Most importantly, the international community should learn from a successful approach in Northern Ireland by establishing the International Fund for Israeli-Palestinian Peace. With $200 million a year in public-private support from around the world, that fund would focus day-in and day-out on building the attitudes and atmosphere that peace requires. It will bring expertise, long-term strategic vision, and major resources to scale up the public peace process and engage a true critical mass of people in the region.
In every past attempt at peace, we got so wrapped up in the diplomacy that we neglected to engage the very grassroots support the diplomacy needed to succeed. We pretended as if a dozen people in a private negotiation could change this conflict all alone.
With a latent desire for peace and the infrastructure needed to activate it, there is a way. But, is there a will from top-down diplomats to partner with bottom-up civil society? Will the organizers of these latest private negotiations set this public peace process in motion now, in time to help a peace deal arrive and survive?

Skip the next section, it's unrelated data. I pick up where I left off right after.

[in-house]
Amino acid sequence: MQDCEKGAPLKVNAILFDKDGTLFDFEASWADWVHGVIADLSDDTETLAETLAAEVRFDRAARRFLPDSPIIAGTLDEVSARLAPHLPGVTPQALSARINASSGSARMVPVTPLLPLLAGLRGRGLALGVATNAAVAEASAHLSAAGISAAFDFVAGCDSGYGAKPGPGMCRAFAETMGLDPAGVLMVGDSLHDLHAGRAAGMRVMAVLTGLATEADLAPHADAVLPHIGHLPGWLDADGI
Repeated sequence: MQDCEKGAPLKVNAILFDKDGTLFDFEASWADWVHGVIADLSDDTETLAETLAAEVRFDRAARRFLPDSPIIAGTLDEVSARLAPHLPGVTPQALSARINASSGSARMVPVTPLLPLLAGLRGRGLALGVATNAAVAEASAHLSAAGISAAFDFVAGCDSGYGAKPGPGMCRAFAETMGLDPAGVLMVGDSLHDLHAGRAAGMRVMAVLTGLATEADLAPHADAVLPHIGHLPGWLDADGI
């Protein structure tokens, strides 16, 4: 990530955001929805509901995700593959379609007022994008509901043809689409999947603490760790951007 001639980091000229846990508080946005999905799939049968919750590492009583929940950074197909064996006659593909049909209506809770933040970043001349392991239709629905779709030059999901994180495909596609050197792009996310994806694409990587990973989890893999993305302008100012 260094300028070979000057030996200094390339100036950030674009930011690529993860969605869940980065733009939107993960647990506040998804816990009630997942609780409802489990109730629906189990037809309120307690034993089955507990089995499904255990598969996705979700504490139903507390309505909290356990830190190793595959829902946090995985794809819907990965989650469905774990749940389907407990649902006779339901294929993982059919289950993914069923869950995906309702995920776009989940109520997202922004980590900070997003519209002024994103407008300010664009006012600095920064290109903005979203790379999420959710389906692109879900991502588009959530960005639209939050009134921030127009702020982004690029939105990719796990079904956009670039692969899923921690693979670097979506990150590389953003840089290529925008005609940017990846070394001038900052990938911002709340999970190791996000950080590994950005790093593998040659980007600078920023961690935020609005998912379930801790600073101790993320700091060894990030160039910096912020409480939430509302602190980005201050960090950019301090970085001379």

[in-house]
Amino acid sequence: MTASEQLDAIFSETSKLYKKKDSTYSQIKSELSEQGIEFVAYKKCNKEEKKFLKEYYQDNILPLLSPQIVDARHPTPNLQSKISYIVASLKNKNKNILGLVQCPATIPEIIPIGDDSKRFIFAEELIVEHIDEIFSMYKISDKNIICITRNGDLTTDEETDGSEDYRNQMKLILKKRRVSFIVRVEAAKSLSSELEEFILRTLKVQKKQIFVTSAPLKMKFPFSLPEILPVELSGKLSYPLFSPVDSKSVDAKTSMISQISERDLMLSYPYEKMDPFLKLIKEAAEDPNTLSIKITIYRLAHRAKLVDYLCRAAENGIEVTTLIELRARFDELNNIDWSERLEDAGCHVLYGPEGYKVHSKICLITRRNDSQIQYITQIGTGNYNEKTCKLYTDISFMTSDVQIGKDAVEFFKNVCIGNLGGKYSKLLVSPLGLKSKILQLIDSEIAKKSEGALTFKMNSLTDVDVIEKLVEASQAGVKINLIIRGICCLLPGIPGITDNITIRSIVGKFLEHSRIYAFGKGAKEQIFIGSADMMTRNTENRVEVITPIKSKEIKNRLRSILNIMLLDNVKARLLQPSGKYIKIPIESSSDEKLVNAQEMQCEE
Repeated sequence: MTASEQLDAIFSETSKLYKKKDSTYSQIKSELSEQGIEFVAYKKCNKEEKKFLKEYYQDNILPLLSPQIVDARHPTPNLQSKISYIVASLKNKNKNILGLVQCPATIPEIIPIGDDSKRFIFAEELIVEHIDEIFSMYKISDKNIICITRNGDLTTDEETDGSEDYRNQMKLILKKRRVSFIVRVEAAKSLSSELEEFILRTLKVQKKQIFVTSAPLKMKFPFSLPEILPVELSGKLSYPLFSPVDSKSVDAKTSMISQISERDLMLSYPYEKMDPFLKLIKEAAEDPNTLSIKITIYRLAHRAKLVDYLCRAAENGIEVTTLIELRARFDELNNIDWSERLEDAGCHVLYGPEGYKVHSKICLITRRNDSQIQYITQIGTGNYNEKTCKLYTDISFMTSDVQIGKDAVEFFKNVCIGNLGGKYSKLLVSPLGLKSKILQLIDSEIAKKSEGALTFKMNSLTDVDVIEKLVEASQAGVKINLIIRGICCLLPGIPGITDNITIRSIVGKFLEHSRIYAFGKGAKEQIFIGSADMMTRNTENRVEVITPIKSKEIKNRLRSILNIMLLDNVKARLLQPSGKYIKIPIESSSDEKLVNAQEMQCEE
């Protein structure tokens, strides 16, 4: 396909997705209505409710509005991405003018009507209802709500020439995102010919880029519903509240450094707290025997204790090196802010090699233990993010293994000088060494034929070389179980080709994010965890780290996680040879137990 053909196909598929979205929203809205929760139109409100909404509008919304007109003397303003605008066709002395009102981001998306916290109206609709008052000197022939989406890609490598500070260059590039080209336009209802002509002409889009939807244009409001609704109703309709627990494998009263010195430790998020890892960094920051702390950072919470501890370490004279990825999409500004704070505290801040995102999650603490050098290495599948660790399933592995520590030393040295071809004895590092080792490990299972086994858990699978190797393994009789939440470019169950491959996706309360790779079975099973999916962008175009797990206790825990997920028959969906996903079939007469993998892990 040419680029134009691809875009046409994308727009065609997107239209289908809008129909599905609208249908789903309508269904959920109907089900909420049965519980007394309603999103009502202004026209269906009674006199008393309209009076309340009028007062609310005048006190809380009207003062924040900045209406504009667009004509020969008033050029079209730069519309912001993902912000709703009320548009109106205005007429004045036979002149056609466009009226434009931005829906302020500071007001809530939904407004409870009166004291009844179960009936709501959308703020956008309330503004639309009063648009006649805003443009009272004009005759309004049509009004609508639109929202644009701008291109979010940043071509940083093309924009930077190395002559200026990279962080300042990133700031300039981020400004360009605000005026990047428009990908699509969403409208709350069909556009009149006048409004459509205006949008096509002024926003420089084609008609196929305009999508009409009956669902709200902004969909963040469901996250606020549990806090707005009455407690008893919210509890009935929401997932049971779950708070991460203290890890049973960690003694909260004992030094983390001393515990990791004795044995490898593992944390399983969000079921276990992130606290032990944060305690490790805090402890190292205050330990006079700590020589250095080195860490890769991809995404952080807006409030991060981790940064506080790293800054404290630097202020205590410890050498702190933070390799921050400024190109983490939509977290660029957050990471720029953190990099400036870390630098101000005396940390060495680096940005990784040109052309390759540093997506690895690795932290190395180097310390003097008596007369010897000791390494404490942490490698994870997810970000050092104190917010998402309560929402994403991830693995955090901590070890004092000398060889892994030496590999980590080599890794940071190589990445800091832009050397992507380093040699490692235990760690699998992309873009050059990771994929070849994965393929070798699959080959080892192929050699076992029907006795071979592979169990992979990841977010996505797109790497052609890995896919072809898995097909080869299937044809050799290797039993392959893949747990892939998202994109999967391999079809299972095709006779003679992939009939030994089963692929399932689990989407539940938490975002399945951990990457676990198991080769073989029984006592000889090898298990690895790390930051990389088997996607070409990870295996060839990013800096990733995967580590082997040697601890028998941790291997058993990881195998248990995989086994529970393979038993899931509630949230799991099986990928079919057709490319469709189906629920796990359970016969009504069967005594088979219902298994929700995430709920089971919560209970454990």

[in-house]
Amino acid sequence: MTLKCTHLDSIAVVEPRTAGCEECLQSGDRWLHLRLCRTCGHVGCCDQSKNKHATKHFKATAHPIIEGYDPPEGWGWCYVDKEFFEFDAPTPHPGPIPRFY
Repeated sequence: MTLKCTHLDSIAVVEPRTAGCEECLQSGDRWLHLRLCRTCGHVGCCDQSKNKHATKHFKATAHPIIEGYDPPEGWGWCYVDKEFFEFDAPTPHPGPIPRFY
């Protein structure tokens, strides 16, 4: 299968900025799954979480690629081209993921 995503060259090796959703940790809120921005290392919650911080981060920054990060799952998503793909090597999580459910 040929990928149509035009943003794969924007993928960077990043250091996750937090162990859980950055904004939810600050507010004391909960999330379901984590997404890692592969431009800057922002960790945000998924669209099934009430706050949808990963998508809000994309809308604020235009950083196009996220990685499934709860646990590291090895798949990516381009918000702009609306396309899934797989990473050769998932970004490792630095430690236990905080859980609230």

There is reason for hope that this time, the approach will be different. President Obama’s remarks in Jerusalem show that he and his team understand the danger of another top-down-only peace process and the power of a parallel public peace process.
The President recognized that peace begins “not just in the plans of leaders, but in the hearts of people; not just in a carefully designed process, but in the daily connections that take place among those who live together in this land.” He understood that “political leaders will never take risks if the people do not push them to take some risks.”
As the new peace talks get underway in earnest, now is the time to engage the people to make that push.